Saturday, July 30, 2016

Jeffrey Gundlach: "Sell Everything"

Jeffrey Gundlach, who now oversees more than $100 billion in capital, spoke with Reuters over the phone on Friday and provided his thoughts on global asset prices. I could not agree more:

Jeffrey Gundlach, the chief executive of DoubleLine Capital, said on Friday that many asset classes look frothy and his firm continues to hold gold, a traditional safe-haven, along with gold miner stocks. Noting the recent run-up in the benchmark Standard & Poor's 500 index while economic growth remains weak and corporate earnings are stagnant, Gundlach said stock investors have entered a “world of uber complacency.”
“The artist Christopher Wool has a word painting, 'Sell the house, sell the car, sell the kids.' That’s exactly how I feel – sell everything. Nothing here looks good,” Gundlach said in a telephone interview. "The stock markets should be down massively but investors seem to have been hypnotized that nothing can go wrong."
"The yield on the 10-year yield may reverse and go lower again but I am not interested. You don't make any money. The risk-reward is horrific," Gundlach said. "There is no upside" in Treasury prices. Gundlach reiterated that gold and gold miners are the best alternative to Treasuries.
Overall, Gundlach said the Bank of Japan's decision on Friday to stick with its minus 0.1 percent benchmark rate - and refrain from deeper cuts - reflects the limitations of monetary policy. "You can't save your economy by destroying your financial system," he said.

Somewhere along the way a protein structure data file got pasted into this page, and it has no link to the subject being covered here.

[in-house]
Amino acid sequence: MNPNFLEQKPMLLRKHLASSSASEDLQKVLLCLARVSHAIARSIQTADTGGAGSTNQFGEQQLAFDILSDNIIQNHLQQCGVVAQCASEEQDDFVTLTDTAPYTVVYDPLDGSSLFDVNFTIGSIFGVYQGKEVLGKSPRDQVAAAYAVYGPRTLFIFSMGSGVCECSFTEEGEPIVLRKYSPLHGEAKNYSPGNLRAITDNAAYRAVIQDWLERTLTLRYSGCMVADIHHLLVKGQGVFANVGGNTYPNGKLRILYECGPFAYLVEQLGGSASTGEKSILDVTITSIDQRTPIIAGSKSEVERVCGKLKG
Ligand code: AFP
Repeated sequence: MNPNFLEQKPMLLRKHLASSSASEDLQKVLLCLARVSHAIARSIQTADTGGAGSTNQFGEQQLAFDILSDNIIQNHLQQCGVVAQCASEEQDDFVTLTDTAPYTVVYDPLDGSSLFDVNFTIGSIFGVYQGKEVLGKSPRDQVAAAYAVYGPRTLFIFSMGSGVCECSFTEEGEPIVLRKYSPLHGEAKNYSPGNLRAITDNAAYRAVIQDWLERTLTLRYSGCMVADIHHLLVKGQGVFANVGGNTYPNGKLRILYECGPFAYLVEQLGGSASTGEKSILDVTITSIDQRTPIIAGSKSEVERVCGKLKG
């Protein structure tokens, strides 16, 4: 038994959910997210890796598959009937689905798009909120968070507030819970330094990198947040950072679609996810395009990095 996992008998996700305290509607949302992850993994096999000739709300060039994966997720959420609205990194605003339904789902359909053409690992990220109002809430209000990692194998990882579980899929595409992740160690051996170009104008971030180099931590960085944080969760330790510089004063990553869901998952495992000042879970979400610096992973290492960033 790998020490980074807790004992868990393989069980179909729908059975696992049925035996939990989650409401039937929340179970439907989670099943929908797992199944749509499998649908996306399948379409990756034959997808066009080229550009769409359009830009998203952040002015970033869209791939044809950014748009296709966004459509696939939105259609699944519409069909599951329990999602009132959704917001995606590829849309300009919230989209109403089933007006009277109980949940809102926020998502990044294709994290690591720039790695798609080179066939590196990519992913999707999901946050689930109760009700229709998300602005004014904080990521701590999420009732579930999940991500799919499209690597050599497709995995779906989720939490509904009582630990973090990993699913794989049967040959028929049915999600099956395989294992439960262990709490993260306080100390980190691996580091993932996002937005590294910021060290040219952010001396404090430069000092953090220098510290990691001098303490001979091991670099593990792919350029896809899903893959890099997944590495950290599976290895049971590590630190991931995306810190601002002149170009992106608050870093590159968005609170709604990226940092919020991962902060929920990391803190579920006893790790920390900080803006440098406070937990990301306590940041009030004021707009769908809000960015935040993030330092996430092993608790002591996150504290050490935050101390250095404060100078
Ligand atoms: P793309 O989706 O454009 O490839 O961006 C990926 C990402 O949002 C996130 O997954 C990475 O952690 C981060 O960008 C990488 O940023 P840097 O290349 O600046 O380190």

Jeffrey Gundlach, founder of DoubleLine Capital, speaks at the Sohn Investment Conference in New York City, U.S. May 4, 2016.  REUTERS/Brendan McDermid

Wednesday, July 27, 2016

Total Global QE Continues To Grow In Size

Money flows across borders much easier than goods or people. The financial markets are an interconnected system, and a hedge fund manager in London can purchase financial assets in Hong Kong with just a few easy key strokes. Investors solely focused on what is happening within their own borders will be blindsided by the impact of the surrounding world.

The following chart provides an excellent visual of the monthly dosage of QE provided by the "Big 4" central banks; the Federal Reserve (Fed), the European Central Bank (ECB), the Bank of England (BoE) and the Bank of Japan (BoJ).

You can see they are now printing more money monthly ($180 billion) than at any time since the financial crisis began in the summer of 2007. While the Fed (blue) carried the load for the world from 2009 to late 2014, the baton was passed to the ECB (black) and the Bank of Japan (red) to continue to prime the liquidity gusher. This chart does not include China where credit and money growth has taken on Biblical proportions.

What happens when money is printed and pumped like a fire hydrant into the financial system? It sloshes around the world violently. This is why you see liquidity flooding into the real estate markets of major cities in Australia, Canada and the United States. You see liquidity flooding into stocks, bonds, commercial real estate and fine art. The high end car market is booming. The world is completely drunk on free money, low interest rates and unlimited debt growth.